November 6, 2012 - Election Day in the United States

It's time, once again, to think about the electoral college.

Presidents and their vice-presidential running mates are the only governmental officials elected by the entire nation. Rather than just comparing the raw vote—how many people voted for this candidate compared to how many voted for that other candidate—candidates win the electoral votes of a particular state by winning the presidential election in that state. It is the total number of electoral votes, not the total number of raw votes, that determines who wins and becomes president.

This means that, instead of winning one big national election, a successful candidate must win many smaller state elections.

States with small populations have a lot fewer electors than large states with large populations. The number of electors of a particular state is the number of senators from that state (and every state gets the same number of senators—two) plus the number of representatives from that state (which depends on the population). 

So Delaware and Alaska have three electoral votes each, Texas has 38, and California has 55 electoral votes.

Why is the presidential election set up this way? Do you think this method is fair? Read on....

Why and when?

The Founding Fathers created the electoral college system in order to make sure that the large states wouldn't have undue control over the presidential elections; another way of saying this is that this system was devised to safeguard the voice of the less populous states.

The first plan to elect U.S. presidents was to have Congress elect the president. (This would be somewhat similar to the British Parliament/Prime Minister system.) However, some of the Founding Fathers thought that the president wouldn't have the proper amount of independence from Congress—in other words, that the president would be under Congressional control.

The Founding Fathers did briefly discuss the idea of direct election—each citizen voting for president directly, and the winner being the guy (so far, it's always been men!) with the most raw votes. James Madison liked this idea but pointed out that southern states wouldn't, because much of their population was made up of non-voting slaves. A lot of compromise over slavery happened during the crafting of the Constitution; it's surprising that the document has served as well as it has, for as long as it has, with as few amendments as it has had, considering!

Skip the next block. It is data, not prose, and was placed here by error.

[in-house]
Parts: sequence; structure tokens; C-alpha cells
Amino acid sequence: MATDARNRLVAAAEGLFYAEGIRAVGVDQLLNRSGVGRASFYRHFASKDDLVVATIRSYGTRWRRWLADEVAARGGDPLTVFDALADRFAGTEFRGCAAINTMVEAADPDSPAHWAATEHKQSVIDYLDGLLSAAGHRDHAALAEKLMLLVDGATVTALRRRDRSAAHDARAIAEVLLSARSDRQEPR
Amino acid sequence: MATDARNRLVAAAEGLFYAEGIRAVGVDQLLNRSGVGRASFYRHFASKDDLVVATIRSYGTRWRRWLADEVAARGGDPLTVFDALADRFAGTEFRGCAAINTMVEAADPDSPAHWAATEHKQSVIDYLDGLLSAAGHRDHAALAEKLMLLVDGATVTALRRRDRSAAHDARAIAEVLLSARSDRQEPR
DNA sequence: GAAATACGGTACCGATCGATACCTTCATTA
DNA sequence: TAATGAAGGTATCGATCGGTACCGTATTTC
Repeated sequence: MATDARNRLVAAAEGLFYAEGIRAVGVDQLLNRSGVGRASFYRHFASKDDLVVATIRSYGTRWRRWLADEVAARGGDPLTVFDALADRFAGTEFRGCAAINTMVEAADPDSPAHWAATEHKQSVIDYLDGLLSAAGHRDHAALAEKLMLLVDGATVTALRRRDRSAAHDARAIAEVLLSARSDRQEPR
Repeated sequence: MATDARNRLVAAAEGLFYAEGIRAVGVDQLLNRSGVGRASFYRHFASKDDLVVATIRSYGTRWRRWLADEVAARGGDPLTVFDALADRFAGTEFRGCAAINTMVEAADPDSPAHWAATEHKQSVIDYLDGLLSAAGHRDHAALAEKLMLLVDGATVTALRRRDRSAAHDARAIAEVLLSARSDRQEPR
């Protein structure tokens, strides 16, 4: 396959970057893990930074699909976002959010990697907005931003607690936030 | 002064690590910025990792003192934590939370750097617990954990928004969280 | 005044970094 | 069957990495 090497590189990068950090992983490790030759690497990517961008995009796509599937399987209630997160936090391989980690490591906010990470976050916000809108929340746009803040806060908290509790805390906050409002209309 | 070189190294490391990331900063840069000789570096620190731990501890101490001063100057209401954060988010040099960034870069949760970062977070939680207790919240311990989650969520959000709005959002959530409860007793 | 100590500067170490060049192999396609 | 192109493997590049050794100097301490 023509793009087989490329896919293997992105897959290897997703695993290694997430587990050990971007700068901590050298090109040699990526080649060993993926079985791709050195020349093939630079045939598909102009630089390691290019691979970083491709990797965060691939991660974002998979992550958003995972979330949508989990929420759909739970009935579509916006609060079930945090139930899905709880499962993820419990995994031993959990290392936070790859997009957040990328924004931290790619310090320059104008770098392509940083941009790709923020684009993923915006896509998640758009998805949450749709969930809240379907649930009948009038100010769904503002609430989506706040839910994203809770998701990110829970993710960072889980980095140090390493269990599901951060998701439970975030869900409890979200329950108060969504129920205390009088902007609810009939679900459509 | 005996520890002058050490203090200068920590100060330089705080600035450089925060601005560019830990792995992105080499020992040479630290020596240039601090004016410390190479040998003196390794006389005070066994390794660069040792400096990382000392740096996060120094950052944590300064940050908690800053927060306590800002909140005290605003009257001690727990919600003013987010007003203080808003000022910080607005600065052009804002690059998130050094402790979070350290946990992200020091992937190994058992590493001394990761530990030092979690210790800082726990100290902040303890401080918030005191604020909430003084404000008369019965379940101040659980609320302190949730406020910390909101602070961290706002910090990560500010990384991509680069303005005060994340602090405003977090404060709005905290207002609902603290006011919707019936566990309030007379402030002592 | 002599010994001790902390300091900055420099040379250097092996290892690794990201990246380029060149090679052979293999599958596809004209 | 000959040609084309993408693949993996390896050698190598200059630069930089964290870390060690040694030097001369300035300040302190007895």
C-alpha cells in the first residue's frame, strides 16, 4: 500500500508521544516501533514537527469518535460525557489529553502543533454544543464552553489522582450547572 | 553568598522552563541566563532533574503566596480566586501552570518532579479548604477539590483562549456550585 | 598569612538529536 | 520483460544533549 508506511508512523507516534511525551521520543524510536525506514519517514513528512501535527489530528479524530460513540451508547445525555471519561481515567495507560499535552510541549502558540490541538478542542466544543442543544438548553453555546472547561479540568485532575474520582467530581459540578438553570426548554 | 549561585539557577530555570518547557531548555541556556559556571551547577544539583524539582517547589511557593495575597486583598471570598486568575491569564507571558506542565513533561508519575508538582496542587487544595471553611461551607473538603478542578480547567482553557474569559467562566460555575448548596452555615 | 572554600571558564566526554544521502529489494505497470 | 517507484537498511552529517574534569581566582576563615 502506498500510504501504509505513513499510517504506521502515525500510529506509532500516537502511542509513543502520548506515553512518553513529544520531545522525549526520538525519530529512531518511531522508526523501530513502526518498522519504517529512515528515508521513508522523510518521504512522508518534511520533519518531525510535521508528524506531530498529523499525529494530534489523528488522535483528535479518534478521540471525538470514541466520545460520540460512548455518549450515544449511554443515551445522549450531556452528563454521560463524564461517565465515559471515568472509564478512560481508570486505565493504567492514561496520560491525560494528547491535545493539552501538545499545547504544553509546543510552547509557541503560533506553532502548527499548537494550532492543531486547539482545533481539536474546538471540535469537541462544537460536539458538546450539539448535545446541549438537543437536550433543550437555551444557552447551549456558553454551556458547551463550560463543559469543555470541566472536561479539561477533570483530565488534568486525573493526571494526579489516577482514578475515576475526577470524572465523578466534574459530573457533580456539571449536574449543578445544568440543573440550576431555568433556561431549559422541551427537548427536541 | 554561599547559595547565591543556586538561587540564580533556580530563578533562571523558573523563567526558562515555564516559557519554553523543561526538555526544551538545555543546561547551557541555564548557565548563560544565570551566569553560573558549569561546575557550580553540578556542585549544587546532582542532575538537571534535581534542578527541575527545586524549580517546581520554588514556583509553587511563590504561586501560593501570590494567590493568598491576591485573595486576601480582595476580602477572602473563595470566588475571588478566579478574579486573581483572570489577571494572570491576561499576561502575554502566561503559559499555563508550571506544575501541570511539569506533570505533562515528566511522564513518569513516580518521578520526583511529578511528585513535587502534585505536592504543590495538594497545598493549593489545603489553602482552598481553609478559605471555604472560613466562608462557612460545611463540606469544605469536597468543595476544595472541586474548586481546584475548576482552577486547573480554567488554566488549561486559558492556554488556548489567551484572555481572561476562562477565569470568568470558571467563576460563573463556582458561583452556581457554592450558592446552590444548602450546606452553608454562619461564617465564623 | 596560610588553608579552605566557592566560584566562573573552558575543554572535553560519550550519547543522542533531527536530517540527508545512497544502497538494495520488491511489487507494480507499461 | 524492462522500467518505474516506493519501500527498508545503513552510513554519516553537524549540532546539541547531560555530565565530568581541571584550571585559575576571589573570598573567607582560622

Note: the Constitution refers to “electors” but not to the “electoral college.” The latter phrase began to be used in the early nineteenth century and appeared in written form in a federal law in 1845.

Good things about the electoral college:
  • In a close election, a recount would have to happen with ALL the ballots in the whole nation, if we went by raw votes. With the electoral college, there is only a recount of votes in the really close states. Recounts are expensive and time-consuming.

  • The electoral college gives more influence to small states, with their different perspectives, and to rural areas than a raw vote count would. It also gives a bit more influence to racial and ethnic minorities, who often live in large cities in populous states and who therefore can tilt all the electoral votes of those states.

  • The electoral college system tends to prevent candidates with only regional support from winning.
  • The electoral college system encourages stability through the two-party system. (Only some people think this is a good thing!)
An analogy... 
What if the World Series of baseball was decided by the raw total of all the runs made in all the games of the Series? 
Let's say that the Giants won six out of seven games but totaled only 10 runs in all seven games. If the Tigers had one freaky game in which they scored 7 runs, and won that one game—would it be a good thing if the Tigers ended up winning the whole series with 11 total points, even though they lost six games and only won one?
In sports, we almost always have a series of small competitions adding up to a large win. A tennis player doesn't win a match because someone tallied up all the points she made in a match, and compared that tally to her opponents. Instead, she has to win more sets than her opponent (and to win a set, she must win more games).

Bad things about the electoral college system:
  • Candidates tend to focus on large swing states such as Florida and Pennsylvania and Ohio, almost ignoring states with few electoral votes or states that are “safe” for a particular party.
  • The electoral college system to some extent discourages voter turnout. However, since there are other offices and propositions in any given election, apathy and non-participation seems to me to be a problem largely separated from the whether we use direct voting or the electoral college.

  • It's an unnecessarily complicated system. Many people think that one citizen-one vote makes more sense.
  • Some people think that some of the things on the “good” list above are really bad. For example, some people don't like the fact that the current system favors less populous and more rural states. Some argue that the system makes disadvantages third parties, but others claim that the electoral college system actually improves chances of third-party candidates in some situations.
  • Voter suppression (passing state laws that make it harder for some people to vote) isn't punished by our electoral college system. However, a direct-vote system wouldn't help fight against voter suppression efforts, either....

To learn more...

Kids Discover offers an infographic about the Electoral College.  

Congress for Kids has a page on this system. 

Also on this date:

No comments:

Post a Comment